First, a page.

This analysis is fully supported by New Jersey law. As a threshold consideration, "due process requires only `notice reasonably calculated, under all the circumstances, to apprise interested parties of the pendency of the action and afford them the opportunity to present their objections'" (Wohlegmuth v. 560 Ocean Club, 302 N.J. Super. 306, 313, supra, quoting Mullane v. Central Hanover Bank Trust Co., 339 U.S. 306, 314-315). Therefore, "not every defect in the manner in which process is served renders the judgment upon which the action is brought void and unenforceable" (Rosa v. Araujo, 260 N.J. Super. 458, 462, supra). Where actual notice of the action is timely received, a due process violation is not implicated. In addition, estoppel applies to preclude a defendant from vacating a judgment entered on default where participation in judicial proceedings requires that the defendant apprise the court of the asserted lack of in personam jurisdiction (supra, at 46 4; see also, Wohlegmuth v. 560 Ocean Club, supra, at 314, quoting Besson v. Eveland, 26 N.J. Eq 468, 472 ["He who is silent when conscience requires him to speak, shall not be permitted to speak when conscience requires him to be silent."]). The New Jersey courts have further indicated that the mere passage of time may be prejudicial to the rights of a plaintiff so as to estop the defendant from asserting the defense on the ground of laches (Wohlegmuth, supra, at 314).
Finally, there is no merit to defendant's contention that his personal interests were not represented before Bankruptcy Court because he did not retain counsel until after the proceedings were concluded. It is apparent that the firm representing the debtor corporation took measures to advance defendant's personal interest during the pendency of the bankruptcy proceedings as well as in the action on his guarantee. The representation of defendant's interests by the same law firm in both actions suggests that defendant, individually, was "inextricably involved" in the proceedings before Bankruptcy Court (see, Watts v. Swiss Bank Corp., 27 N.Y.2d 270, 278). As the Court of Appeals stated, the doctrine of res judicata, of which collateral estoppel is a species, "includes those who are successors to a property interest, those who control an action although not formal parties to it, those whose interests are represented by a party to the action, and possibly coparties to a prior action" (Watts v. Swiss Bank Corp., supra, at 277, citing Restatement, Judgments §§ 81-90). The Court went on to note that "a person may so involve himself with litigation in which he is interested that the result is res judicata against him" (id.). In view of defendant's interest in avoiding liability under his guarantee and the insertion of the stay against enforcement of the default judgment into the reorganization plan, defendant's individual concerns were represented in the bankruptcy proceeding to such an extent that he is bound by the result. The letters from the debtor corporation's counsel seeking to avoid "further action against Robert Hoy individually" leave no doubt that his personal interests were duly represented. Having acquiesced in counsel's successful efforts to obtain affirmative relief on his behalf before Bankruptcy Court, defendant cannot disavow his interest in the proceedings and relitigate a fact central to the relief bestowed.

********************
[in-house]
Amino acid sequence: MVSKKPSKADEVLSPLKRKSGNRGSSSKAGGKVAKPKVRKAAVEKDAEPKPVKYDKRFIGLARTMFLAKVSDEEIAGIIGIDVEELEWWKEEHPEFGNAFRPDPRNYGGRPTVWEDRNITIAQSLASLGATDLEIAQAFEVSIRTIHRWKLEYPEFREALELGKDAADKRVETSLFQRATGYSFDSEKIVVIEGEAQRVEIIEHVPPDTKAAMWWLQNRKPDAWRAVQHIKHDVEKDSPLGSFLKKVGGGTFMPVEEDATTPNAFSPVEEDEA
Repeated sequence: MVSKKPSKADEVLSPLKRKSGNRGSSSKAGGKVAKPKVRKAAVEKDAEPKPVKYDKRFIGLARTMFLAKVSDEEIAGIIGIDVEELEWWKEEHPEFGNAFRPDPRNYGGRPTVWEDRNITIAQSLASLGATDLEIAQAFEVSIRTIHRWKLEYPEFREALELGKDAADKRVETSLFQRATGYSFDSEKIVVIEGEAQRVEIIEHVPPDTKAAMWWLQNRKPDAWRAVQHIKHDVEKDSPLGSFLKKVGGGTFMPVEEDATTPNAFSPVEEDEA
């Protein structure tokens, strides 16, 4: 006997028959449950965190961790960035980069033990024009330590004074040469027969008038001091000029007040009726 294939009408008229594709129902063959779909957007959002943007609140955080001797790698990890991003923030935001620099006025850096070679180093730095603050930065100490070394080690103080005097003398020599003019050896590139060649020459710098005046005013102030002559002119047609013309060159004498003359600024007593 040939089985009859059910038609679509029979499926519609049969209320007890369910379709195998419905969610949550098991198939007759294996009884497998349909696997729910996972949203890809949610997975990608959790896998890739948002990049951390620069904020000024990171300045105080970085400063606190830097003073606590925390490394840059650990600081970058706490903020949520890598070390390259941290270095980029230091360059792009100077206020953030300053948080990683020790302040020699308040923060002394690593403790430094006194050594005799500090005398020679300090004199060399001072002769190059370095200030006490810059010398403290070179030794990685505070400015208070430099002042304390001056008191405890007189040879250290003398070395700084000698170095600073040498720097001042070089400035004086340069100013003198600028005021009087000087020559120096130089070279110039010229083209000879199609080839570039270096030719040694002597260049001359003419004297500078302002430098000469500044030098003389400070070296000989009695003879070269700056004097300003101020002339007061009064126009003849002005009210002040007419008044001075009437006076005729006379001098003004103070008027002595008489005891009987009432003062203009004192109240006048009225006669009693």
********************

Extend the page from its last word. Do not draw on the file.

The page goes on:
Accordingly, the order of Supreme Court, New York County (Leland DeGrasse J.), entered February 18, 1999, which, inter alia, denied plaintiff's motion for an order of attachment, granted defendant's motion to dismiss the complaint and denied defendant's motion for sanctions pursuant to 22 N.Y.CRR § 130-1.1, should be modified, on the law and the facts, to the extent of denying defendant's motion, reinstating the complaint, and remanding the matter to Supreme Court for further proceedings, and, except as so modified, affirmed, without costs.
THIS CONSTITUTES THE DECISION AND ORDER OF THE SUPREME COURT, APPELLATE DIVISION, FIRST DEPARTMENT.